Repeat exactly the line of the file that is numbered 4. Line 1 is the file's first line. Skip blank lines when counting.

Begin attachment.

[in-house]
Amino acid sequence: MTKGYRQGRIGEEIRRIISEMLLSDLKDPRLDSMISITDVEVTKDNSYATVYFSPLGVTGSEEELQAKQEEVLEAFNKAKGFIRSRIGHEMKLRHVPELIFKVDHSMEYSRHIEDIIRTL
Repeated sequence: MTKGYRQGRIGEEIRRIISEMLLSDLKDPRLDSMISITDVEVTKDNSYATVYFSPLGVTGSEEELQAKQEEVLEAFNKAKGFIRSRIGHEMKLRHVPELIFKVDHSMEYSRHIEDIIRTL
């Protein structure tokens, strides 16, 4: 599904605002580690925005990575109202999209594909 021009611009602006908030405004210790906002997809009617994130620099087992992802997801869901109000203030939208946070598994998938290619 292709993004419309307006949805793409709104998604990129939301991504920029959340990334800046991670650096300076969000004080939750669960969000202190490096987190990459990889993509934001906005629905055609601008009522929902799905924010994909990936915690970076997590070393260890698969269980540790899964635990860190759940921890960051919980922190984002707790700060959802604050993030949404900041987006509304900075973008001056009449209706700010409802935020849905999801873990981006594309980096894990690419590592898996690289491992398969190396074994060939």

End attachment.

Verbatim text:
């Protein structure tokens, strides 16, 4: 599904605002580690925005990575109202999209594909 021009611009602006908030405004210790906002997809009617994130620099087992992802997801869901109000203030939208946070598994998938290619 292709993004419309307006949805793409709104998604990129939301991504920029959340990334800046991670650096300076969000004080939750669960969000202190490096987190990459990889993509934001906005629905055609601008009522929902799905924010994909990936915690970076997590070393260890698969269980540790899964635990860190759940921890960051919980922190984002707790700060959802604050993030949404900041987006509304900075973008001056009449209706700010409802935020849905999801873990981006594309980096894990690419590592898996690289491992398969190396074994060939």